I think we are moving away from traditional work. Even those who do work are being subsumed by the independent contractor model. There is a lot of pressure now to capitalize work, upon the workers. The replacement of human workers by artificially intelligent workers fits right into that. Companies employing workers won't want to largely employ/own their workers going forward, no matter which kind they are. They may still, but it looks like the current model would become the case by case exception rather than the norm. If you couple a program like this with the institution of a more varied selection of stock ownership types, allowing for ownership based upon what a certain type of person wants from owning a company, and manage the rate structures according to what society calls for as a whole, not based upon the needs of the few, then what is coming in the future may not be such a challenge to the economic existence of man.
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Re: Eat The Rich!

Unread postby Cog » Mon 10 Sep 2018, 14:30:03

The market will tell you what products and services are wanted or needed. We don't need the government putting their thumbs on the scale to affect some societal need. That is full blown socialism which always leads to authoritarian government and misery.
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Re: Eat The Rich!

Unread postby GHung » Mon 10 Sep 2018, 18:40:40

Cog wrote:The market will tell you what products and services are wanted or needed. We don't need the government putting their thumbs on the scale to affect some societal need. That is full blown socialism which always leads to authoritarian government and misery.


Then government bailing out banks, car companies, shit,,,, an entire economy, by printing trillions of dollars and dumping the bill on the future must be full-blown socialism. Right? If you really hate that sort of thing, you need to dis-invest in any and all enterprises that may have benefited from cases of government "putting their thumbs on the scale" with my money.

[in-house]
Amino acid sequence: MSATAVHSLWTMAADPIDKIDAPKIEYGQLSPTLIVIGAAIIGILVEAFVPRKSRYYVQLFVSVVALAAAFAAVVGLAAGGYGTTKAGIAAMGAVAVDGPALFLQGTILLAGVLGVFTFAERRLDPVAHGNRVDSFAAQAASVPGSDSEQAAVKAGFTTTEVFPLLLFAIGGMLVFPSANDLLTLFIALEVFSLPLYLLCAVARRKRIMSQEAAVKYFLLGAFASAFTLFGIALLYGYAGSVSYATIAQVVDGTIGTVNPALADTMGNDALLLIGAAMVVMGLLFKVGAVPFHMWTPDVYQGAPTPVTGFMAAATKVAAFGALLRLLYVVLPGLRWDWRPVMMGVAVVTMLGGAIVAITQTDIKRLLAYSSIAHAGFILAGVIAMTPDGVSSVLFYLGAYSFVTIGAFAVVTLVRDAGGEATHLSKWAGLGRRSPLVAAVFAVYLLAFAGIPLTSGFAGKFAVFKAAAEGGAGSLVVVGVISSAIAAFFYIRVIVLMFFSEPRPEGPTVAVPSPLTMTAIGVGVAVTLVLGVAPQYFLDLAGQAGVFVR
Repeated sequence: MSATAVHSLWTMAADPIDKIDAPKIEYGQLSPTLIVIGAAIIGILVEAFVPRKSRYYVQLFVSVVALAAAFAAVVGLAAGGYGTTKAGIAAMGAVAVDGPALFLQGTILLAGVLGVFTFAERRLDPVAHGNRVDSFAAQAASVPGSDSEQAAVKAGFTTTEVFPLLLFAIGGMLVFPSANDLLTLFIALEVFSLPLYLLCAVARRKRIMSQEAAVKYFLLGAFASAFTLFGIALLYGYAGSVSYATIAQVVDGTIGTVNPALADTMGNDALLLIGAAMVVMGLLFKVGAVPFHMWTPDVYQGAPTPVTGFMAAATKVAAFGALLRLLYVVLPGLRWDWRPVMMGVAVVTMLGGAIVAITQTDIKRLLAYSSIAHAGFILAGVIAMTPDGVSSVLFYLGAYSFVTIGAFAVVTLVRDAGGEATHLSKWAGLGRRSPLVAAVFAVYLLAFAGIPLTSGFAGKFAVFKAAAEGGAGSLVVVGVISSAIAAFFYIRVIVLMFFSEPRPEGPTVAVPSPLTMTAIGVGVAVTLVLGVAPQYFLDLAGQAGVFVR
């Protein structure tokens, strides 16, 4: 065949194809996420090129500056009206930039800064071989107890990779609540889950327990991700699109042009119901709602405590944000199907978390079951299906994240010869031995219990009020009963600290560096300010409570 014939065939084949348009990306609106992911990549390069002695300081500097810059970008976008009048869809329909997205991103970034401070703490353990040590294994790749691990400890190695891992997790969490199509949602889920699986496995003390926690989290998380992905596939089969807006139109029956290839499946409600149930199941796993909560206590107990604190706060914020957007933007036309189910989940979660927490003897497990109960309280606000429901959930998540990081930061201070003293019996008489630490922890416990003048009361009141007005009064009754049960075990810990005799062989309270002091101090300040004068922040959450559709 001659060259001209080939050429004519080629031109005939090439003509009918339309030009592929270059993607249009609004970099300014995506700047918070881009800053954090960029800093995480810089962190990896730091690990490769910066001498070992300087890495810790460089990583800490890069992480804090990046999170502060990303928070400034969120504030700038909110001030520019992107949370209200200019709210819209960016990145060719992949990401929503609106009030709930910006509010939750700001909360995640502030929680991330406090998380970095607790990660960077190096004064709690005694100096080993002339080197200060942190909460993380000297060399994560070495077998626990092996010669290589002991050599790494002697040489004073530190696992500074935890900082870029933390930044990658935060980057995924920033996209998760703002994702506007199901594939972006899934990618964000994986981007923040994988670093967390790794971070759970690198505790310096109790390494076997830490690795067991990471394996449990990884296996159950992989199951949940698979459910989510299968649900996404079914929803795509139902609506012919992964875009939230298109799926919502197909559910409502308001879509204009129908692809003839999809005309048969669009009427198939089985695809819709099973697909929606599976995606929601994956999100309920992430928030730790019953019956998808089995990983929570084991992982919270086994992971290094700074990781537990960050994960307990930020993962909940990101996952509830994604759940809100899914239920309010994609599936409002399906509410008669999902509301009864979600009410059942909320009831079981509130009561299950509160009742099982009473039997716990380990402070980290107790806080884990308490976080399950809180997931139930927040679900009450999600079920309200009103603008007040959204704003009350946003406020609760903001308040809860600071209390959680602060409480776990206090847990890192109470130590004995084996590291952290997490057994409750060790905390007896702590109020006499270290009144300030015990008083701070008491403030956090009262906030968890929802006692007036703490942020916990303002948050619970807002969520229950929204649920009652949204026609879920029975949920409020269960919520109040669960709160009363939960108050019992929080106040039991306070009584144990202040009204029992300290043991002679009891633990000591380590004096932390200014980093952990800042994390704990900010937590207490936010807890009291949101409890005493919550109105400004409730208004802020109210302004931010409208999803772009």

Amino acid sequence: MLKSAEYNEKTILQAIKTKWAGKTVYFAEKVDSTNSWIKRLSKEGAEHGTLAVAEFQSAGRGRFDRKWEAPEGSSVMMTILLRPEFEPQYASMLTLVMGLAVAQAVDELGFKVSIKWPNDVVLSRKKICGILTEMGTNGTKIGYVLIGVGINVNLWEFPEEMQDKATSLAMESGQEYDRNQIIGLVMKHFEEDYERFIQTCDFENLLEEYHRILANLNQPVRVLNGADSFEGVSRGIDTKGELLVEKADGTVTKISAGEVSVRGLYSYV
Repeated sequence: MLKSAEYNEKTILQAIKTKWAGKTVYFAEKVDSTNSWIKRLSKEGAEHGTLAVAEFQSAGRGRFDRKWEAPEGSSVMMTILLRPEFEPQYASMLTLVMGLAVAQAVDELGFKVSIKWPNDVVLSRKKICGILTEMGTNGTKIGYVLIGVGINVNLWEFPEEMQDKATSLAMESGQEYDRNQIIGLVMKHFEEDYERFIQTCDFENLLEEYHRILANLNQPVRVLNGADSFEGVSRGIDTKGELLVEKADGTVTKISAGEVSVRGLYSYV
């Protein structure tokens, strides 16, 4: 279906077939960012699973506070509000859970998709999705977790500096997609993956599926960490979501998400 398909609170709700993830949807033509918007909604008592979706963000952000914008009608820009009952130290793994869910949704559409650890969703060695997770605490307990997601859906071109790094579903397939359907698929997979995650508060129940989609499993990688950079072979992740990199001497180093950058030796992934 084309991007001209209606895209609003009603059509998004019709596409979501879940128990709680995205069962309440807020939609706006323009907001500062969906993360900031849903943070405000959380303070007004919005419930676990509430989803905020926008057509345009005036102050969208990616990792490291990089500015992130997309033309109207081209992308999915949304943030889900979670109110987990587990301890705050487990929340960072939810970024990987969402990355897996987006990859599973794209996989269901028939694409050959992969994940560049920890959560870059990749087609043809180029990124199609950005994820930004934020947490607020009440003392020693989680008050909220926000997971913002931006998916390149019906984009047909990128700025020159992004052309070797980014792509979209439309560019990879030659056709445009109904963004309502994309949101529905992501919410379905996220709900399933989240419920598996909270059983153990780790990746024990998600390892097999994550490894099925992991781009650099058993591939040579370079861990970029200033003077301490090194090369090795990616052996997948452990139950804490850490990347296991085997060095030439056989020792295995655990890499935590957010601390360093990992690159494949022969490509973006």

Or maybe you really are just the opportunistic hypocrite that some of us, long ago, determined you are. Which is it?
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Re: Eat The Rich!

Unread postby Cog » Mon 10 Sep 2018, 20:44:48

I'm quite happy with how my life turned out GHung. How about you? You sound angry bro. Its only six more years. Surely a man of your intelligence can do something else for six years.
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Re: Eat The Rich!

Unread postby GHung » Mon 10 Sep 2018, 20:53:39

Cog wrote:I'm quite happy with how my life turned out GHung. How about you? You sound angry bro. Its only six more years. Surely a man of your intelligence can do something else for six years.


So you are quite happy with what you describe as socialism as long as it works out in your favor. Got it.
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Re: Eat The Rich!

Unread postby Cog » Mon 10 Sep 2018, 22:11:18

Intervention in a time of economic and monetary collapse is not socialism. It's an expected part of what government does. The fact you don't understand the difference is telling.
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Re: Eat The Rich!

Unread postby GHung » Mon 10 Sep 2018, 22:32:06

Cog wrote:Intervention in a time of economic and monetary collapse is not socialism. It's an expected part of what government does. The fact you don't understand the difference is telling.


But you said; "We don't need the government putting their thumbs on the scale to affect some societal need." That's exactly what intervention is. You can rationalize it any way you want.

It's like a kid who wants their parents to stay TF out of their life,,, until they get into trouble. Me? I let my kids know what was expected, helped them set limits. If they ignore that help, they know they are on their own. Like children, markets need to suffer and deal with consequences or they keep repeating the same mistakes.